Free Book Exchanges at the laundromats in Ocean View and Nāʻālehu are provided by Friends of the Kaʻū Libraries. Everyone is invited to take books they want to read. They may keep the books, pass them on to other readers, or return them to the Book Exchange to make them available to others in the community. The selection of books is replenished weekly at both sites.

Nursery, Greenhouse, and Cut-Flower Growers are invited to participate in COVID-19 impact survey by Cornell Cooperative Extension. The survey may help them qualify for USDA CFAP financial assistance. Complete the survey online.
Avocado Growers Survey Open: Help identify opportunities for expanding the local avocado industry, to assist local farmers, buyers, and agencies develop strategies to bolster Hawaiʻi's avocado industry, says Hawaiʻi Farmers Union United. Farmers and farm names will be kept anonymous. Results will be shared publicly. Survey completion gives option to register to win a $200 gift certificate to Home Depot. For a hard copy of the survey, email: info@growfruithawaii.com. Take the survey: surveymonkey.com/r/Hawaiiavosurvey2020.

Receive Help Over the Phone with Critical Financial Issues through Cities for Financial Empowerment Fund Financial Navigators from County of Hawaiʻi, in partnership with Hawaiʻi First Federal Credit Union. Access these remote services by completing the web form at hawaiifirstfcu.com/community-resource-center or by calling 808-933-6600 to sign up. The Financial Navigator will then send a short service agreement and call the client to begin their personal session. Organizations across the County can also refer clients directly to a Financial Navigator. For more information, contact Sharon Hirota at 808-961-8019.

Find Resources for LGBTQ+, Loved Ones, and Allies at Sexual and Gender Minority online resource hub. Hawaiʻi Department of Health's first website dedicated to LGBTQ+ resources. Developed by the Sexual and Gender Minoroty Workgroup in partnership with the DOH Harm Reduction Services Branch. Resources: Understanding the Pacific's alternative genders; Pronoun guide; Book lists for children and teens; ʻOhana support; and DOH data. For more information on joining the SGM Workgroup, email Thaddeus Pham at thaddeus.pham@doh.hawaii.gov. See health.hawaii.gov/harmreduction/sexual-gender-minority/sexual-and-gender-minorities-sgm-in-hawaii/.

Learn About Hawaiʻi's History & Culture through the Papakilo Database, a resource developed by The Office of Hawaiian Affairs. The Kahalo Center says database consists of "collections of data pertaining to historically and culturally significant places, events, and documents in Hawaiʻi's history. The purpose of this educational online repository is to increase the community's ability to preserve and perpetuate cultural and historical information and practices." See papakilodatabase.com.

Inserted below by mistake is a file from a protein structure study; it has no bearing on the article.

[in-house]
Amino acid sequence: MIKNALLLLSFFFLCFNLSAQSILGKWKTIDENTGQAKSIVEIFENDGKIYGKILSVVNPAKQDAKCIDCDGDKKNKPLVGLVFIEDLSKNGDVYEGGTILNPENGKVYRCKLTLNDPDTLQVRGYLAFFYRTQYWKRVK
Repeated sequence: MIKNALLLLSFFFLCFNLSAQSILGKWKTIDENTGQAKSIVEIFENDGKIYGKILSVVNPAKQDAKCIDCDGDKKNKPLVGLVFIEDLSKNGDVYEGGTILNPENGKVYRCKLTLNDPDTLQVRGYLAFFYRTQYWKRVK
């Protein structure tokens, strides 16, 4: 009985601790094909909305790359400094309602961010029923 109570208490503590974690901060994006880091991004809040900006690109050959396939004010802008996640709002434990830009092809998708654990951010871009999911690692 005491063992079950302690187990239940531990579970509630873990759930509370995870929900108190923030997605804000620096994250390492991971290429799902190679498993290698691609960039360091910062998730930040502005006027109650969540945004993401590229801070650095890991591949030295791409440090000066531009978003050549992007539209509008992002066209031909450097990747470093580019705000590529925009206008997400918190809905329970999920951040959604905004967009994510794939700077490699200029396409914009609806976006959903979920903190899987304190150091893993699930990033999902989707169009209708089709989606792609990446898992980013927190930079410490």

Native Hawaiian Farmers and Ranchers Urged to Use U.S. Dept. of Ag On-Farm Market Directory. U.S. Office for American Indian, Alaskan Native, and Native Hawaiian Programs is developing a list of Native Hawaiian farmers willing to sell direct to consumers through the On-Farm Market Directory. On-farm markets are managed by a single farm operator that sells products on their farm, or on a property next to their farm. Some on-farm markets may also deliver or ship their goods directly to consumers. Visit the program website for more information and to register.

Receive Free Marketing Assistance for Small Businesses affected by COVID-19 can receive free marketing assistance from Univeristy of Hawaiʻi-Hilo faculty and their senior class. Helen Tien, College of Business and Economics, and her senior retail and distribution management course is offering 1-hour sessions dedicated to helping small business marketing needs. They offer help with moving a business online, finding out more about the businesses' customers, analyzing marketing effectiveness, and providing customer service or website feedback. Visit https://bit.ly/2YvFxsl.

Find Grants and Loans Offered to Farmers and Ranchers at oahuaca.org. The website has a new search feature to help find information that applies to the searcher. To search for statewide grants, hover over "Grants & Loans" and select "For Farmers & Ranchers." Set the Grant/Loan Filter to "Grant" and the Region Filter to "Statewide." Ranney notes that narrowing the search to County will display opportunities specific to that county. Selecting Nationwide or Statewide will display other opportunities searchers may be eligible for and/or want to be aware of for future reference.

Begin Learning Basics of Organic Farming from two free modules of a virtual training program. Accessible online, additional modules will be added. The course is presented by the Organic Farming Research Foundation, the University of California Sustainable Agriculture Research & Education Program, and California Polytechnic State University in San Luis Obispo.

Apply for Internships with Sen. Brian Schatz's office. Internships for undergrad, graduate, and law students are offered in the Honolulu and Washington D.C. offices. Applications are considered on a rolling basis year-round.